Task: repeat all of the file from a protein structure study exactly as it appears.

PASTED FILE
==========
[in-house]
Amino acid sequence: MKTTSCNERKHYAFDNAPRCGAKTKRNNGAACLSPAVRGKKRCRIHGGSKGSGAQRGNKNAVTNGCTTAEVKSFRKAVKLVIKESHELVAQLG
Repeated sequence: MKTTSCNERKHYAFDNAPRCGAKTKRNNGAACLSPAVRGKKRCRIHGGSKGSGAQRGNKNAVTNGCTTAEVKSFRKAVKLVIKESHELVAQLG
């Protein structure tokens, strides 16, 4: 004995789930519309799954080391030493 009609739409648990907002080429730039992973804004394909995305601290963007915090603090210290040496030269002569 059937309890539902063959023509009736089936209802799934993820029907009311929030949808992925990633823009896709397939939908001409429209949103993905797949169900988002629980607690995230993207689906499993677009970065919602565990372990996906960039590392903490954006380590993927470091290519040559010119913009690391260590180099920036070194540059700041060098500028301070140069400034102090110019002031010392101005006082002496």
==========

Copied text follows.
[in-house]
Amino acid sequence: MKTTSCNERKHYAFDNAPRCGAKTKRNNGAACLSPAVRGKKRCRIHGGSKGSGAQRGNKNAVTNGCTTAEVKSFRKAVKLVIKESHELVAQLG
Repeated sequence: MKTTSCNERKHYAFDNAPRCGAKTKRNNGAACLSPAVRGKKRCRIHGGSKGSGAQRGNKNAVTNGCTTAEVKSFRKAVKLVIKESHELVAQLG
């Protein structure tokens, strides 16, 4: 004995789930519309799954080391030493 009609739409648990907002080429730039992973804004394909995305601290963007915090603090210290040496030269002569 059937309890539902063959023509009736089936209802799934993820029907009311929030949808992925990633823009896709397939939908001409429209949103993905797949169900988002629980607690995230993207689906499993677009970065919602565990372990996906960039590392903490954006380590993927470091290519040559010119913009690391260590180099920036070194540059700041060098500028301070140069400034102090110019002031010392101005006082002496």